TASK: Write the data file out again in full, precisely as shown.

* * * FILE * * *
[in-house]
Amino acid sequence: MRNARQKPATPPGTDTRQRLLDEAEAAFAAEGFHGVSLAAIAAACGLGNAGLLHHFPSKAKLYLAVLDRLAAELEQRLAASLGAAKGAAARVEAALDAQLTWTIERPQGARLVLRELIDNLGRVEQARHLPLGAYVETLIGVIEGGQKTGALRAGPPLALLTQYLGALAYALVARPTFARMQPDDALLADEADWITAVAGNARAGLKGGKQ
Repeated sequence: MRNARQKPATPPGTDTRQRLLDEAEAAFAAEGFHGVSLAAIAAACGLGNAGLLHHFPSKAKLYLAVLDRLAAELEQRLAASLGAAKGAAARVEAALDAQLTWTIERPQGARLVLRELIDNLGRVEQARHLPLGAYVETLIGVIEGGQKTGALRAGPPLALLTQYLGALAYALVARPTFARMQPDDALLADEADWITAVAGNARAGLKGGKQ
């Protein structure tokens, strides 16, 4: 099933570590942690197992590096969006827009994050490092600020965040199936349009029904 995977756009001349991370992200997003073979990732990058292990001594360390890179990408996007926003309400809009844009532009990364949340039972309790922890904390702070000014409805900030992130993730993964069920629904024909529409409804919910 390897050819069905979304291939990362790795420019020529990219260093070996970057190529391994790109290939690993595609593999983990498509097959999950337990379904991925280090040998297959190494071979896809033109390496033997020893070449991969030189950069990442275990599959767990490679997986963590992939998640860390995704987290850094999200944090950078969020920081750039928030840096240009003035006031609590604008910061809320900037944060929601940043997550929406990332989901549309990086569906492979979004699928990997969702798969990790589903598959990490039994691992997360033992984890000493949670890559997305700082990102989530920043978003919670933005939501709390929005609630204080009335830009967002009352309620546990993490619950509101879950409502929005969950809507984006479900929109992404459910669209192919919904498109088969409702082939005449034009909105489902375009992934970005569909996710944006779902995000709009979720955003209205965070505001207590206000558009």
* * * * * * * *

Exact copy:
[in-house]
Amino acid sequence: MRNARQKPATPPGTDTRQRLLDEAEAAFAAEGFHGVSLAAIAAACGLGNAGLLHHFPSKAKLYLAVLDRLAAELEQRLAASLGAAKGAAARVEAALDAQLTWTIERPQGARLVLRELIDNLGRVEQARHLPLGAYVETLIGVIEGGQKTGALRAGPPLALLTQYLGALAYALVARPTFARMQPDDALLADEADWITAVAGNARAGLKGGKQ
Repeated sequence: MRNARQKPATPPGTDTRQRLLDEAEAAFAAEGFHGVSLAAIAAACGLGNAGLLHHFPSKAKLYLAVLDRLAAELEQRLAASLGAAKGAAARVEAALDAQLTWTIERPQGARLVLRELIDNLGRVEQARHLPLGAYVETLIGVIEGGQKTGALRAGPPLALLTQYLGALAYALVARPTFARMQPDDALLADEADWITAVAGNARAGLKGGKQ
């Protein structure tokens, strides 16, 4: 099933570590942690197992590096969006827009994050490092600020965040199936349009029904 995977756009001349991370992200997003073979990732990058292990001594360390890179990408996007926003309400809009844009532009990364949340039972309790922890904390702070000014409805900030992130993730993964069920629904024909529409409804919910 390897050819069905979304291939990362790795420019020529990219260093070996970057190529391994790109290939690993595609593999983990498509097959999950337990379904991925280090040998297959190494071979896809033109390496033997020893070449991969030189950069990442275990599959767990490679997986963590992939998640860390995704987290850094999200944090950078969020920081750039928030840096240009003035006031609590604008910061809320900037944060929601940043997550929406990332989901549309990086569906492979979004699928990997969702798969990790589903598959990490039994691992997360033992984890000493949670890559997305700082990102989530920043978003919670933005939501709390929005609630204080009335830009967002009352309620546990993490619950509101879950409502929005969950809507984006479900929109992404459910669209192919919904498109088969409702082939005449034009909105489902375009992934970005569909996710944006779902995000709009979720955003209205965070505001207590206000558009």